In the days since Superstorm Sandy, an alarming prediction has flashed across the Internet: Hundreds of thousands of flood-damaged vehicles will inundate the nation's used-car market, and buyers might not be told which cars have been marred.
Not true, according to insurance-claims data reviewed by The Associated Press. The actual number of affected vehicles is far smaller, and some of those cars will be repaired and kept by their owners. The dire predictions are being spread by a company that sells vehicle title and repair histories and by the largest group representing American car dealers.
They claim the number of cars damaged by Sandy could be larger than when Hurricane Katrina hit the Gulf Coast in 2005 and marred more than 600,000 vehicles. But an AP analysis of claims data supplied by major insurance companies shows the number of cars reported damaged so far is a fraction of that.
The companies — State Farm, Progressive, New Jersey Manufacturers, Nationwide and USAA — have received about 38,000 car-damage claims.
"It's not anything near what we're talking about in the Katrina situation," said James Appleton, president of the New Jersey Coalition of Automotive Retailers, a statewide association of more than 500 dealers.
Frank Scafidi, a spokesman for the National Insurance Crime Bureau, an insurance company group that monitors fraud and other trends, concurred, saying insurers watched by his group are logging far fewer claims than they did with Katrina.
"It doesn't translate to there's going to be 2, 3, 400,000 cars out of this thing just because this is such a huge geographic storm," Scafidi said.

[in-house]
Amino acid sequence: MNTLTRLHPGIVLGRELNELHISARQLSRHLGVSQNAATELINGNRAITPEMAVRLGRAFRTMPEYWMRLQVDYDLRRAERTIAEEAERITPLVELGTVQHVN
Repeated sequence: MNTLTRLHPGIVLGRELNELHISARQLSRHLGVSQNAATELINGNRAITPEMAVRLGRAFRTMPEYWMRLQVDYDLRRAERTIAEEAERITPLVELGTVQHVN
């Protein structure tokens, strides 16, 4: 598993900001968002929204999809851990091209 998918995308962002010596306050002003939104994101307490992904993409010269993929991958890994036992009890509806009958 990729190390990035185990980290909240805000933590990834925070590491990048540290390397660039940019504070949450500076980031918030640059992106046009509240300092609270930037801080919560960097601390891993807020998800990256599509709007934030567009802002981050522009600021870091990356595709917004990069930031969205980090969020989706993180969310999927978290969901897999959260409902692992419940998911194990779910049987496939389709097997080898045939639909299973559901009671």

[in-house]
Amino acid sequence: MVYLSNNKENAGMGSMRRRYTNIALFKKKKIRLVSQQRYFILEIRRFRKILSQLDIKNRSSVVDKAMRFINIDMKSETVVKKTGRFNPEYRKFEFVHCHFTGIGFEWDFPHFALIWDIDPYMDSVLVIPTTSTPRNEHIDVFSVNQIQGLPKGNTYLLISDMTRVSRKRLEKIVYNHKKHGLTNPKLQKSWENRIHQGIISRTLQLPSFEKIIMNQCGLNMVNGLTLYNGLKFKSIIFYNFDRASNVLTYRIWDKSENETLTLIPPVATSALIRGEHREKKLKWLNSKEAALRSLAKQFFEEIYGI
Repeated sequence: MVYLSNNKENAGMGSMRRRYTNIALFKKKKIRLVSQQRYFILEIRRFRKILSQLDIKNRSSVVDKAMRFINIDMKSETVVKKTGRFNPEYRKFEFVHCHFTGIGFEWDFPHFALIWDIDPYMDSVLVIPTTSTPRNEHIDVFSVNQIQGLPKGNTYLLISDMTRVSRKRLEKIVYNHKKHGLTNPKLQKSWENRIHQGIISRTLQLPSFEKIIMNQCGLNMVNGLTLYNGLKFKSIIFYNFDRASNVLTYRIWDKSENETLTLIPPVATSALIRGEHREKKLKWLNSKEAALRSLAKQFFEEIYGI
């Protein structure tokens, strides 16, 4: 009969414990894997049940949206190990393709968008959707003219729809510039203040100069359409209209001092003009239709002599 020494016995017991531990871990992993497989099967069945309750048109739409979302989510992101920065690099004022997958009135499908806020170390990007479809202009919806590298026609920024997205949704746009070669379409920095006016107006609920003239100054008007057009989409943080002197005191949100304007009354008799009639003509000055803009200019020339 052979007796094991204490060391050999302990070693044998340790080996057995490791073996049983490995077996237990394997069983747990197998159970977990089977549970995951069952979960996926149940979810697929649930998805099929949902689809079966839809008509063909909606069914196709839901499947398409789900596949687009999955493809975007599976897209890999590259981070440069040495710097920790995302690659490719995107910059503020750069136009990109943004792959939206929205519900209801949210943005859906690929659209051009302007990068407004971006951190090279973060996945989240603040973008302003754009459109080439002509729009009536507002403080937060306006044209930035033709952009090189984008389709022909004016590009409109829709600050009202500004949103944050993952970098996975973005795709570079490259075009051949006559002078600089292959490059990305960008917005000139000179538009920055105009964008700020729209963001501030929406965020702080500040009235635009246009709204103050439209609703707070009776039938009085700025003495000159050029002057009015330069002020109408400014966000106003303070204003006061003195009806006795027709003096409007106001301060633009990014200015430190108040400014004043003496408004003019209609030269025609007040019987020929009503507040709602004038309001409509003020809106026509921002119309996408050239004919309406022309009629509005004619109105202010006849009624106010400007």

Other large insurers, such as Farmers, Allstate, Geico and Liberty Mutual, either did not return calls or declined to release claims information.
Because many communities are still cleaning up from the superstorm, more claims are bound to come in. But the total is not likely to grow significantly. Ten days after Sandy, the rate of claim submissions is already starting to slow. And many of those cars will have relatively minor damage unrelated to water, meaning they can be fixed and returned to their owners.
About 14,000 new cars were also damaged by Sandy while they sat on docks in the New York area awaiting shipment to dealers. But most of those vehicles won't end up on sales lots. Automakers will have severely damaged cars crushed because they don't want their brand name hurt by substandard vehicles circulating in the marketplace.
To be sure, flood-damaged cars can be a serious problem. Once a vehicle is dried out, the damage may not be immediately apparent, so the car can often be sold to an unsuspecting buyer.
Beneath the surface, the water can damage computers that control everything from the gas pedal to the entertainment system. Saltwater, like that from Sandy's storm surge, is especially harmful, causing corrosion in electrical and mechanical parts that can pose problems for years.
Companies like Carfax, a Centreville, Va., provider of vehicle-history reports, stand to benefit if more buyers are worried about the risk of purchasing a flooded car. The company charges $39.99 for a single report, although it also contracts with dealers and manufacturers, so many reports cost less. About 170 million reports are viewed each year.
Carfax, a privately held subsidiary of the R.L. Polk & Co. automotive data firm, put out a news release Tuesday speculating that Sandy's toll on cars would exceed the damage left by Katrina.
In an interview, company spokesman Larry Gamache said early indications were that more vehicles could have been damaged in the densely populated Northeast than were damaged by Katrina in 2005 along the more sparsely populated Gulf Coast. He estimated that half of them, more than 300,000, would find their way back onto the market as used cars.
"I think it's partly due to the breadth of the storm and the intensity of the storm and where the storm hit," Gamache said.